Local Developer Success Story: MidKent College
Local developers adapt a Moodle Module to create an integrated personal development planning solution relevant to staff, students and managers.
In this DevCSI case study, Jane Plenderlith investigates a local developer success story from MidKent College, exploring how an enthusiasm for open source solutions helped local developers to create a personal development planning tool that better met the needs of students, staff and managers at the college…
The problem space
With two extensive campuses, MidKent College is one of the largest further education and training providers in the south-east of England. Managers had identified an ongoing problem with the College’s proprietary Personal Development Planning (PLP) system, which was largely unused by staff, ignored by students, and no longer meeting management needs. The College wanted a solution which enabled information to be easily shared, and integrated with their Moodle VLE.
What the developer did
e-Learning Manager Rosie Douglas is an enthusiastic advocate of open source systems and an active participant in the Moodle development community. She was familiar with the open source PLP modules (Moodle plug-in) created by the University of London Computer Centre (ULCC). These modules allow tutors, personal tutors and students to set targets, undertake progress reviews, conduct course reviews and highlight concerns.
Dan Attwood, recently appointed VLE developer and systems administrator, was tasked with customising the ULCC base modules to meet College needs. Initial requirements were identified through discussion with academic managers and IT staff. A core development team of three took responsibility for overseeing and implementing the changes. Early development and testing were undertaken using a development server. New features were pushed live with a small team of keen testers, and priority given to fixing any identified bugs. Says Dan:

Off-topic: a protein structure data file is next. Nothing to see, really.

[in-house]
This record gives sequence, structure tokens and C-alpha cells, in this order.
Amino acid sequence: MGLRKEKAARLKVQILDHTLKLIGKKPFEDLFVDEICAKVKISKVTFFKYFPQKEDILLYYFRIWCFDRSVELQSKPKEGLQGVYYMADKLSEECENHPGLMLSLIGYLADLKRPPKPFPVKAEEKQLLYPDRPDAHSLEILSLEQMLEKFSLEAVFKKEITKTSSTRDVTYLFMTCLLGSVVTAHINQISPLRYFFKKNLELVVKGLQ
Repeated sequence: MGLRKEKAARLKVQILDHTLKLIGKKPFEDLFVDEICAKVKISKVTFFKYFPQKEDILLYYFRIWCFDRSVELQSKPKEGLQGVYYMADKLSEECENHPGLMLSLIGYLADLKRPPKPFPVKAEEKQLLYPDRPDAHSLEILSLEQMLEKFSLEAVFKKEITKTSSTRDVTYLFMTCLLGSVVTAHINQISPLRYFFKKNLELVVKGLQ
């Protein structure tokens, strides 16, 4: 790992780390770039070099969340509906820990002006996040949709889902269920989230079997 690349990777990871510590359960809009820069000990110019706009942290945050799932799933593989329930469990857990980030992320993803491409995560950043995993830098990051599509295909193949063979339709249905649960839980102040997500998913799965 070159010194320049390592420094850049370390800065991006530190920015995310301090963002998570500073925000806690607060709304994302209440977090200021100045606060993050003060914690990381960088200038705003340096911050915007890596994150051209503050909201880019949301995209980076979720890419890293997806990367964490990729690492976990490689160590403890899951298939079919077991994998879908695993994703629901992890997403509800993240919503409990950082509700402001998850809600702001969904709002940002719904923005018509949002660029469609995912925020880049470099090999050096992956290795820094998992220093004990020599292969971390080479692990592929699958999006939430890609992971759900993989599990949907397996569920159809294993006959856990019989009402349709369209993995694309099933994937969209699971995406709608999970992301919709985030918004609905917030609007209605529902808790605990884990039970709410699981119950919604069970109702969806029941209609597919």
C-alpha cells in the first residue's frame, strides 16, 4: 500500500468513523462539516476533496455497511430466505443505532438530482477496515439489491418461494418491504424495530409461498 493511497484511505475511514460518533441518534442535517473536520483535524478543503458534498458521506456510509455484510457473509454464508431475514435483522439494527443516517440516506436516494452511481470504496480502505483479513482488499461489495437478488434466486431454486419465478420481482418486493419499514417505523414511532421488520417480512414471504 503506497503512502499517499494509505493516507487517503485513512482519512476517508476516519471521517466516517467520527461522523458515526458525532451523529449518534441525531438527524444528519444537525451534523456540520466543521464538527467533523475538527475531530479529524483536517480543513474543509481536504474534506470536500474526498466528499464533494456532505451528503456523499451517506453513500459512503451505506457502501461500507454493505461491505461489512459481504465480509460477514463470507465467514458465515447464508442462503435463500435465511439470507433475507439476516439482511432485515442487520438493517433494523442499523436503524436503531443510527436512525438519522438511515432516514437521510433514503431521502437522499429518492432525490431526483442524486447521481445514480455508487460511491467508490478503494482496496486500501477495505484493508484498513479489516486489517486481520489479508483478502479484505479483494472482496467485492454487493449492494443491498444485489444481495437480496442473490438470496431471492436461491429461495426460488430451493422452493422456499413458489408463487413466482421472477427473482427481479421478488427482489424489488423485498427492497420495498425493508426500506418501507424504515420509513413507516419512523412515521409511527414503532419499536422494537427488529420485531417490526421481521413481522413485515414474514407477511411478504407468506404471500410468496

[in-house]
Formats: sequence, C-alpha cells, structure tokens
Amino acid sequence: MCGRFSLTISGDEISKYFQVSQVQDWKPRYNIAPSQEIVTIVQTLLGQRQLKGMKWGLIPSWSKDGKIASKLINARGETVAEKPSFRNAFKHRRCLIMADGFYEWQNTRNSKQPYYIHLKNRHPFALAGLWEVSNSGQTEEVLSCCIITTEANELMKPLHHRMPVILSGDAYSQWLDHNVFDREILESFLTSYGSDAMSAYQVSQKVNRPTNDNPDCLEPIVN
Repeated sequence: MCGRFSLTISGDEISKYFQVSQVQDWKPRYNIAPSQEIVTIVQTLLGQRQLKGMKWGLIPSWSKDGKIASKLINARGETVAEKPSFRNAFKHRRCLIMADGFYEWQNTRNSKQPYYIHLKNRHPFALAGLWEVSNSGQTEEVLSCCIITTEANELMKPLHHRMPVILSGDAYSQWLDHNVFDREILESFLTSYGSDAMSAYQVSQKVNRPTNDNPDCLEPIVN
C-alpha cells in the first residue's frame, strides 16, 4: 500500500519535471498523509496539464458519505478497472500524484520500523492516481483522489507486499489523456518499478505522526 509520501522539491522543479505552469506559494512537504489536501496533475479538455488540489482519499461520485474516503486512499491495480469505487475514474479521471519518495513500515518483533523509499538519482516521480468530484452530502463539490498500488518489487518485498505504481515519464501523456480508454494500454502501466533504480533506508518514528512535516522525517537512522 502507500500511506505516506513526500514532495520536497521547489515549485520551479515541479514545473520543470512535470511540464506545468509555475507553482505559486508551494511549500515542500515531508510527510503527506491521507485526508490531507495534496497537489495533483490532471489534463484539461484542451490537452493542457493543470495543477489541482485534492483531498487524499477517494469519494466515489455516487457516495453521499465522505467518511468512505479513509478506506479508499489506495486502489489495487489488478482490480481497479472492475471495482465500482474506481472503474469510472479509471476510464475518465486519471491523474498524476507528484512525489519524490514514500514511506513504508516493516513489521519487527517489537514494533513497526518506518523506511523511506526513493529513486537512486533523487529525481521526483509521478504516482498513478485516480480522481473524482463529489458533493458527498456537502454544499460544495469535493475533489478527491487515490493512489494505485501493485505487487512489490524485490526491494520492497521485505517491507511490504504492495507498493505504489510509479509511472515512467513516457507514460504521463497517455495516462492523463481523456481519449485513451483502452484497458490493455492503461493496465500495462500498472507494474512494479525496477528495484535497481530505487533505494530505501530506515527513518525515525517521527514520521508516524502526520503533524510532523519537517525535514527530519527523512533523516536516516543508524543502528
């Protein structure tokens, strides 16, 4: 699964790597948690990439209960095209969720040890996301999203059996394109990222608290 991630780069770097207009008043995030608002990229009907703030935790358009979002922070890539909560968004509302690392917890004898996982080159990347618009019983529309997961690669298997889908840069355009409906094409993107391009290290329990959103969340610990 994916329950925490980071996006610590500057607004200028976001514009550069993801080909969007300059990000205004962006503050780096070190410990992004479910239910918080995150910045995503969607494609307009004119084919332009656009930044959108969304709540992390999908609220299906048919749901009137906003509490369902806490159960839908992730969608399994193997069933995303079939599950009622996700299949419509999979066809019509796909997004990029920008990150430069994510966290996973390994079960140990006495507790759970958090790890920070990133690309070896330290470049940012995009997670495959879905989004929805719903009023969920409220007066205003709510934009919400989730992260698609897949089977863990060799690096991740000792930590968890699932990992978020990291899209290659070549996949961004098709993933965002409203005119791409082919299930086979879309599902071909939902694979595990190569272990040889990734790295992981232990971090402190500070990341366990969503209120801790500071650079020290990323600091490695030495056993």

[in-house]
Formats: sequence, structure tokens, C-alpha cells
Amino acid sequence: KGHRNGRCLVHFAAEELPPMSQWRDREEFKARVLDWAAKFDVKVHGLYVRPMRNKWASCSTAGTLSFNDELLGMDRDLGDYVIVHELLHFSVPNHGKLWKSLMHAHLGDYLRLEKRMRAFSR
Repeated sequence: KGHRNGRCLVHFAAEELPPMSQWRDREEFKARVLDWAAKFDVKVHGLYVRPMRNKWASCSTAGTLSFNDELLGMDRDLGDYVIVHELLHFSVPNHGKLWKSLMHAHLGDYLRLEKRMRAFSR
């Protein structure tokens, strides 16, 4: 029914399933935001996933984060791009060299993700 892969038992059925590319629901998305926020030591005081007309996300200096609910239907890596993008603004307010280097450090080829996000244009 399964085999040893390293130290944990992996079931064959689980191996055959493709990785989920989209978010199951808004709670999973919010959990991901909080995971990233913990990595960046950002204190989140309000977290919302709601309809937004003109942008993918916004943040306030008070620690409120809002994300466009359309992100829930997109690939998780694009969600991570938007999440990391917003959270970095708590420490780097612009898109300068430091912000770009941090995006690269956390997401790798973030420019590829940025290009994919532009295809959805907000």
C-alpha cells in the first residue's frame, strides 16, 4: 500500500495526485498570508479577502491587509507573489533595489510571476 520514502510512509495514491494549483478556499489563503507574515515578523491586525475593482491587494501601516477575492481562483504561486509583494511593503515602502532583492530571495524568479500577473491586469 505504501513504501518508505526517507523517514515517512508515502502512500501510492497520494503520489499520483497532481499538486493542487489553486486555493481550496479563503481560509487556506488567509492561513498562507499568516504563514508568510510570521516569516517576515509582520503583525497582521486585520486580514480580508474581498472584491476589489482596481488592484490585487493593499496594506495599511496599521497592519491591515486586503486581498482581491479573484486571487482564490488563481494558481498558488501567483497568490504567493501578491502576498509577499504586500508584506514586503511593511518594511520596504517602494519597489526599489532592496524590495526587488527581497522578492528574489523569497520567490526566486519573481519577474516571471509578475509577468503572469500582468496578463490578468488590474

“In effect we were operating a kind of loose SCRUM methodology. We held regular meetings to discuss new features, then implementing these for testing was a kind of sprint. Pushing straight to live in very small increments has proved to be the best way to rapidly create new features and respond to requests from staff. It did also mean that bugs were exposed to end users, but these were always small and rapidly fixed. We have now taken to labelling some features as beta with the aim of encouraging feedback, and this is proving very effective.”
Tangible business benefits
Development and implementation costs for the bespoke Moodle PLP module are no more, and probably less, than the costs of the previous proprietary system. However, the principal benefit for the College is having a flexible, tailor-made system that is widely used and appreciated by students and staff, and meets management needs. Information that previously had to be gathered from various sources is now available in one place for students, staff, parents, personal tutors and academic tutors to review. The inclusion of a group update function has saved a lot of staff time accessing individual student accounts:
“They love it that we listened to what they said, went away and came up with a solution, and it worked!”
There is evidence from students that the new system is having a positive impact on their learning experience. Game-oriented facilities with feedback and badges for work in class are well received by some groups:
“Some staff were initially quite sceptical, but then the students were asking for the printing facility to be enabled so they could print off their badges and take them home to show their mums!”
Playing an active role in the open source development community has raised the profile of the College nationally and particularly in the South-East region:
“We go to conferences and talk about what we have done,” says Dan. “People are interested in our code and we are exploring ways of sharing it with other institutions.”
Why use a local developer?
The core team understood the business processes of the institution from both a technical and an academic viewpoint. They were able to disseminate information quickly, and support each other with responding to queries from various quarters.
“I was relatively new to the College and to the academic environment,” says Dan. “but I was in the right place to ask questions and respond quickly when problems or queries arose.”
Working within an open source development support community also has advantages, and the team is currently exploring possibilities for sharing the code for the customisation of the original ULCC module with other FE providers in the area.